Tuesday, December 10, 2013

The Lost Hero by Rick Riordan

Needing a break from all my 2013 rereads, I decided to revisit the world of Percy Jackson and start Riordan's second series about the demigods that live among us. This series, set in the same world, introduces us to a whole other set of demigods - those sired from the gods while in their Roman incarnation. Therefore we meet Jason who is the son of Jupiter rather than Zeus. Riordan does a good job of explaining how the gods are all the same but were given different names to suit different aspects of themselves and how the gods can exist in multiple forms at once.

Jason has no memory of his childhood and becomes conscious on a bus heading toward the Grand Canyon. He's a teenager. His two close friends, Piper and Leo, know who he is and have memories of him, but Jason is clueless. He's given about an hour to ponder all he's forgotten before the whole busload of children are attacked by monsters. It's a rough introduction for Jason, Leo, and Piper, who all turn out to be demigods, into the world of mythology. They end up at Camp Halfblood and meet Annabeth. She's pretty absent from this book since she's on her own mission to find Percy who's strangely gone missing. 

A new prophecy is revealed foretelling the end of world and how seven demigods will be chosen to work together to prevent it. With three assembled already, Jason, Leo, and Piper set off on a quest to rescue Hera, who has been kidnapped by giants. The whole plot of the series unfolds as they quest to find Hera who of course is in California, the seat of all evil for Riordan (not really sure why,) things are looking pretty interesting for the rest of the books. What's different about this series already is the human connection. In Percy's series, you felt that everyone was connected through a common cause automatically, but for Jason's story line, it's not that easy. Not only are the demigods and gods going to have to work together (and the gods hate that,) but two groups of kids who didn't even know each other existed will have to figure out how to team up successfully, overcoming centuries of inherent animosity. It sounds like it's going to be interesting.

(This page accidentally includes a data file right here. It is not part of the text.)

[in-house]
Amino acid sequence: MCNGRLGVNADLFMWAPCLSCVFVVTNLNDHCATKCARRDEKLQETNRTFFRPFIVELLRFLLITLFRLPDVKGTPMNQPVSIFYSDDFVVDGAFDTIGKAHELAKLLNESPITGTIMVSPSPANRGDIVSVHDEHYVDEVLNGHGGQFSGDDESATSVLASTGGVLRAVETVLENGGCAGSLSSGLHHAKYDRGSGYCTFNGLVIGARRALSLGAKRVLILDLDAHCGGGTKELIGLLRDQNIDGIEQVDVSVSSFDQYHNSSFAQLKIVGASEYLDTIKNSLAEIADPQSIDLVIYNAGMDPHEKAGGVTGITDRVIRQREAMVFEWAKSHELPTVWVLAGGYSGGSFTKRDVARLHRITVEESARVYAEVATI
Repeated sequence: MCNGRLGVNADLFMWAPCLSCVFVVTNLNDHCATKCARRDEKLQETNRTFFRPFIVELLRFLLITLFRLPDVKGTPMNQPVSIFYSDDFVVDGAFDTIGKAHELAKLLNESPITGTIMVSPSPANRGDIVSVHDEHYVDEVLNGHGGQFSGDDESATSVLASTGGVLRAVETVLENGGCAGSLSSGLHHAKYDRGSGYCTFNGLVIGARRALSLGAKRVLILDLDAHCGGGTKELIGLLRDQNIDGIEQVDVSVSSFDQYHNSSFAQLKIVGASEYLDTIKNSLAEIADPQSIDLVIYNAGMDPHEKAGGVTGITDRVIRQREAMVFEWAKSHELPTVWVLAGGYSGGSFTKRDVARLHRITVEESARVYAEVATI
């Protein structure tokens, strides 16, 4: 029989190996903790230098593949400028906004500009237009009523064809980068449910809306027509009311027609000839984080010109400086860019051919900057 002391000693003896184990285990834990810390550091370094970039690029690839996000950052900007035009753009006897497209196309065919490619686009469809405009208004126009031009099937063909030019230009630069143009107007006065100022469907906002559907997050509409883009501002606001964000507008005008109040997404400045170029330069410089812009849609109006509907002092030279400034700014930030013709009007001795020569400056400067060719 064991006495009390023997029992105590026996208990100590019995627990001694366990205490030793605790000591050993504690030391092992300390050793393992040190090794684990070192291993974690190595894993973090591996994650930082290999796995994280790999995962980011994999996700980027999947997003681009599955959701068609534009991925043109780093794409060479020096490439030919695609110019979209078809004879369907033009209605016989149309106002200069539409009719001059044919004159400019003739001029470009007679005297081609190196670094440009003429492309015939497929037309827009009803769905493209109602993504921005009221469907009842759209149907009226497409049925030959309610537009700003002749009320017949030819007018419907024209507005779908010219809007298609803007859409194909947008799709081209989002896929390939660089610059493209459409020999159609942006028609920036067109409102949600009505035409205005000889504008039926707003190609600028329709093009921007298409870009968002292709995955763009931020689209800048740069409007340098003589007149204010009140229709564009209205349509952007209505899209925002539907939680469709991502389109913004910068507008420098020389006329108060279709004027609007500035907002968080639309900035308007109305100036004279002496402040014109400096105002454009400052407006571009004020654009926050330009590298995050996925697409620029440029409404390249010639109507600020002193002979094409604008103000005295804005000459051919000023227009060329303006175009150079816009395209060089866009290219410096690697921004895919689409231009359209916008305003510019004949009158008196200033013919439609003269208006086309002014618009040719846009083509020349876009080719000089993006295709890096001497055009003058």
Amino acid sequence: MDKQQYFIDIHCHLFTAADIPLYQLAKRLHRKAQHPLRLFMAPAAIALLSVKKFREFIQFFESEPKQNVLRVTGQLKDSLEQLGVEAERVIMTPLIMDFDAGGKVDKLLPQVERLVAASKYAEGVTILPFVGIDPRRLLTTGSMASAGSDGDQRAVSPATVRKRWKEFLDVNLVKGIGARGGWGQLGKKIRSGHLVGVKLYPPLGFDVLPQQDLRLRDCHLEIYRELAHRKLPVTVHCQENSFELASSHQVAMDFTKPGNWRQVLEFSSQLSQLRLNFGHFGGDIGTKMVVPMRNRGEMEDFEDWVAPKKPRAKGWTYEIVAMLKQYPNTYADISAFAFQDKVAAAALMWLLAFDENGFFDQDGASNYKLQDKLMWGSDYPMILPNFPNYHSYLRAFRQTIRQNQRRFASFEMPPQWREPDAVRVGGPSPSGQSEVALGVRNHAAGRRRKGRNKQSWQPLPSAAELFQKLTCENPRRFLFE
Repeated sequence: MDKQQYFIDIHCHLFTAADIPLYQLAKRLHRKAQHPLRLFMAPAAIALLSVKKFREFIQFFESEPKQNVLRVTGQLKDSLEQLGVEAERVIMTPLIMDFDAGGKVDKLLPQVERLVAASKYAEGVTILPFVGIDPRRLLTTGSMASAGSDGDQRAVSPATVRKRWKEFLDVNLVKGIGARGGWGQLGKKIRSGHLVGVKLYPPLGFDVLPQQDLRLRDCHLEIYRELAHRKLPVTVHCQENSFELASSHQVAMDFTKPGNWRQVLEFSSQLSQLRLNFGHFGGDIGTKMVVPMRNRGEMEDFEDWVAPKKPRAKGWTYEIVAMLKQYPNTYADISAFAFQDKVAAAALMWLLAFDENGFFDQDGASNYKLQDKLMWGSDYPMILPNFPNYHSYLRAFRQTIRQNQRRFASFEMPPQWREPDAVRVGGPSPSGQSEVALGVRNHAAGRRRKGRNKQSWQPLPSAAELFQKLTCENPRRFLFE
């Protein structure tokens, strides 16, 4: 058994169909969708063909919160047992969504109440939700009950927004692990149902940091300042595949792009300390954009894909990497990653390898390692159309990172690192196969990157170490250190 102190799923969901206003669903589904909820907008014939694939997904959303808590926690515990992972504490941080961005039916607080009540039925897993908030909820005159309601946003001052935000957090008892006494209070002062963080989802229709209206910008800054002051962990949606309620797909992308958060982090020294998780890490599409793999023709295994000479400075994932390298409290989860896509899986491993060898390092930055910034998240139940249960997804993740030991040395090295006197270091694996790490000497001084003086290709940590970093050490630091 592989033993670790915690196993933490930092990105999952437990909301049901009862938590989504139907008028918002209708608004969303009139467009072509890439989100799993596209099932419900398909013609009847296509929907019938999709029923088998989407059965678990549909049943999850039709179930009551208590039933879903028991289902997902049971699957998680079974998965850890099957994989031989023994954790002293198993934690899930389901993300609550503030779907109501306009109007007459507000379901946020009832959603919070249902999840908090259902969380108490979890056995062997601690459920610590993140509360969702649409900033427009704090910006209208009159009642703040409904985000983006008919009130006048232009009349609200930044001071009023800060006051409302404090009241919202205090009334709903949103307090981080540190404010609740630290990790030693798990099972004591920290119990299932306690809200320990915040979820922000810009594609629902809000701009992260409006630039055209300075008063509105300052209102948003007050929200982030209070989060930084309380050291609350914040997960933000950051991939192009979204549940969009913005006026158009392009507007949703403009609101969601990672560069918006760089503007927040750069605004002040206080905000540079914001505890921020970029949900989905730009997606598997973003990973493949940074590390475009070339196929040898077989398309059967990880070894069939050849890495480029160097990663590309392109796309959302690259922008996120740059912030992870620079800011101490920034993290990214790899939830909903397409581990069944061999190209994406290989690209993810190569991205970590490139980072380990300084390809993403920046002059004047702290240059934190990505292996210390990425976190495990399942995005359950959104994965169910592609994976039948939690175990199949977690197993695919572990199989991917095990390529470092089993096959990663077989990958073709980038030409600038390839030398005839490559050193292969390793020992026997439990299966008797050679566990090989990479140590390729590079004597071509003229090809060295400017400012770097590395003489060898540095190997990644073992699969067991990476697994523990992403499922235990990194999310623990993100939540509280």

Conflicting with the interesting plot though are the new characters. I'm not sure I like them all. There's almost too much insecurity between them which I assume will improve, but for now. Jason is insecure because of his lack of memory, Piper just a teenage girl who second-guesses a little too much, and Leo has issues in his past keeping him doubt of his abilities. I know they'll grow because that's what Riordan characters do, but it's almost like they started at more of a deficit than I expected.

I'm not dying to get into the second book in this series the way I was with Percy's books, but I will eventually read it These books are a fun break from heavier reads and I really do like the world Riordan has created for them. It's fun YA fiction that features an ensemble cast rather than a single strong female battling her way through dystopia, and that's a nice change too.

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